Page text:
Did you know tigers hibernate? I didn’t before this year, but experience now has shown they occasionally do, at least the book tigers…
Officially, the UK went into lockdown on 23rd of March (I closed shops a week earlier), and from 1st of June, lockdown eases were announced. Officially we are now out of lockdown even though, of course, security measures are still in place, and local authorities have the right to impose local lockdowns or other security measures. And, finally, on 1st of August shielding will end in England. Although we as a family have taken things much more slowly than we would have been officially allowed, and we are planning to for a while longer, Büchertiger is also slowly waking up from hibernation.
The world seemed to split into two halves during lockdown: those for which a time of utter boredom started, and those who leapt into frantic, sleepless workload. I fell into the second half, and calling it a hibernation for my artwork (or shop) is an understatement, it was more of an induced coma. But, as things settled down, especially after summer half-term, my inner art tiger lifted an eyelid.
It all started with a general interest in weaving (and those who follow me on instagram know that I have been making woven bands and friendship bracelets, using different braiding and weaving techniques over the last months. Kind of fascinated by the look of different weaves, I cut a very simply block:
I first printed it in different orientations with a stencil to create the image of different weaving styles:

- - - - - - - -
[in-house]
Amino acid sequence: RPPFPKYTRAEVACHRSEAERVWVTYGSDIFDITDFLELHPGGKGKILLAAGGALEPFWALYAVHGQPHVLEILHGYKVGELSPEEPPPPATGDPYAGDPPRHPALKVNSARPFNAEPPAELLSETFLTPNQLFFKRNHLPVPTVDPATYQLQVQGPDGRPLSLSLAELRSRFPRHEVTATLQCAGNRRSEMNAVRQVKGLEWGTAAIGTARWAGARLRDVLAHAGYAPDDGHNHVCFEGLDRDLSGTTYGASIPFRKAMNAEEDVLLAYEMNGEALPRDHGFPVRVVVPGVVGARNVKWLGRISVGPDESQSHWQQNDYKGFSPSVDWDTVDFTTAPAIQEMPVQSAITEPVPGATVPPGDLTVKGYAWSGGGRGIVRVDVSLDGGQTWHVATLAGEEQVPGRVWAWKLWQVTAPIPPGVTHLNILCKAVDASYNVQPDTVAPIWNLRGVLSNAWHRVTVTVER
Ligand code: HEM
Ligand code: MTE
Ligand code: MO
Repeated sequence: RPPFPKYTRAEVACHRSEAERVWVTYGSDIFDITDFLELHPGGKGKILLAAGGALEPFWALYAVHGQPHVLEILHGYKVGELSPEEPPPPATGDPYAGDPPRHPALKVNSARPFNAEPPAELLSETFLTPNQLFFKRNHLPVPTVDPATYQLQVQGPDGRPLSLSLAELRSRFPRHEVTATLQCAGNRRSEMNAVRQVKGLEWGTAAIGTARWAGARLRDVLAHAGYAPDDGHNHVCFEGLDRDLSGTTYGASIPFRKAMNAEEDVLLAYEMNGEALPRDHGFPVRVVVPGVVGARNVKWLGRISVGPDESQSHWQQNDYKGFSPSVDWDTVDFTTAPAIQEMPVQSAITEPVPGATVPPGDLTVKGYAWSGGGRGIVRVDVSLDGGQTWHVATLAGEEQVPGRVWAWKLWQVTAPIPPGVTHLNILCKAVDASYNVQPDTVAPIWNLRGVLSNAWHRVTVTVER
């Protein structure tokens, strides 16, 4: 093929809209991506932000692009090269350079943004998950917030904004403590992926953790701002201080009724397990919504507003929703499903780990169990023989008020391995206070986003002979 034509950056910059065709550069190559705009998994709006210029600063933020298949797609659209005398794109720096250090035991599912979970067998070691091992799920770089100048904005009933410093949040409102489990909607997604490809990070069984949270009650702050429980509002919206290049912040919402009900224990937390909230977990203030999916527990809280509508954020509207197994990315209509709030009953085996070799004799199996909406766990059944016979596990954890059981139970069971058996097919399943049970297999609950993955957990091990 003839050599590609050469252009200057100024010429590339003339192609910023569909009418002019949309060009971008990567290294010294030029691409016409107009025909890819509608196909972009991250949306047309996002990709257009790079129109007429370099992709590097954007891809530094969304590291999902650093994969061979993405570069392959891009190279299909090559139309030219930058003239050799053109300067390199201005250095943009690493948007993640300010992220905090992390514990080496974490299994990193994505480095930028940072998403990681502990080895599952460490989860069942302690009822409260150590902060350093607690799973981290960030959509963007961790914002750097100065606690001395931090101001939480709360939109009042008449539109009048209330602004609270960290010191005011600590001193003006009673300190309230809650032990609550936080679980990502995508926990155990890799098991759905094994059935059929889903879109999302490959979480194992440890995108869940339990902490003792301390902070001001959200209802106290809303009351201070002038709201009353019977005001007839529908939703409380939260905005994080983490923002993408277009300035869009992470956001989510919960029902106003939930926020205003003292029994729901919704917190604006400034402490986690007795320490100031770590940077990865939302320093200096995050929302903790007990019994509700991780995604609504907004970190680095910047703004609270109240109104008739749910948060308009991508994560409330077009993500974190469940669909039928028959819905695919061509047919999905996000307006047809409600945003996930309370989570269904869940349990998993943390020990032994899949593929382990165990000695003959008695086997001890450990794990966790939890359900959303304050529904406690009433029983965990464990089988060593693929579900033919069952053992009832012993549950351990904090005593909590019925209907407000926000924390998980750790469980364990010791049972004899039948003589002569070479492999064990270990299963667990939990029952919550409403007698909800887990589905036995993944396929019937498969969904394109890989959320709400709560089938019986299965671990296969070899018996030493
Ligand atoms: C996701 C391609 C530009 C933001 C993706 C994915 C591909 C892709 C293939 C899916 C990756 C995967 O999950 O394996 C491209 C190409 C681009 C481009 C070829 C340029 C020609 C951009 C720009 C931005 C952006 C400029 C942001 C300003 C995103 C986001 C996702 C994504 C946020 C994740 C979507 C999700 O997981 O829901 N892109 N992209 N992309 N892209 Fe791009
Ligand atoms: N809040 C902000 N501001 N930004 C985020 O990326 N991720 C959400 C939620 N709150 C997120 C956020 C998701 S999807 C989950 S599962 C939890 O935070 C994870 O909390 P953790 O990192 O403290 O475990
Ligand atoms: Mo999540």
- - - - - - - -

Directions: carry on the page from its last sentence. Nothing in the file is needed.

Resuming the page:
Quite pleased with this outcome, and thinking while the prints were drying (and I was teaching in Kurzke Corona Home School), I had the idea to extent the use of stencils. I switched colour from black to a dark brownish red, and got going, first by placing additional imagery within my circle. That didn’t work very reliable, at least at this scale. But I still got two prints out of it that I rather like:
I kept working with the idea of putting images of women with children, carrying children into the picture.
(Hand) weaving immediately rewoke the memory of my woven carrying shawl that I used for a while to carry my babies. And I found that weaving and woven patterns are such a good image for motherhood. Both because traditionally all steps of the fabric-making process seem to be female work, but also because fabrics and babies seem to go together, the loose woven swaddling cloths, the amount of laundry you do, the carrying and nursing shawls, the beds we long for and spend time in, … And at the same time yarn and fabric metaphors are being used frequently to talk about life and our dependence from other humans and our relationships with them.
Yet another week later, I started to collage patterns and the used stencils.
I am note entirely sure where to take it from here. I have a couple of ideas, including one for a book. But first, I need a larger block to print from. This initial one is just 7.5cm square. The small size made the use of stencils tricky as any half-way stable paper has a thickness at is substantial at that scale. So, first a larger block, and then we’ll see. For now, I am busy packaging some of the prints.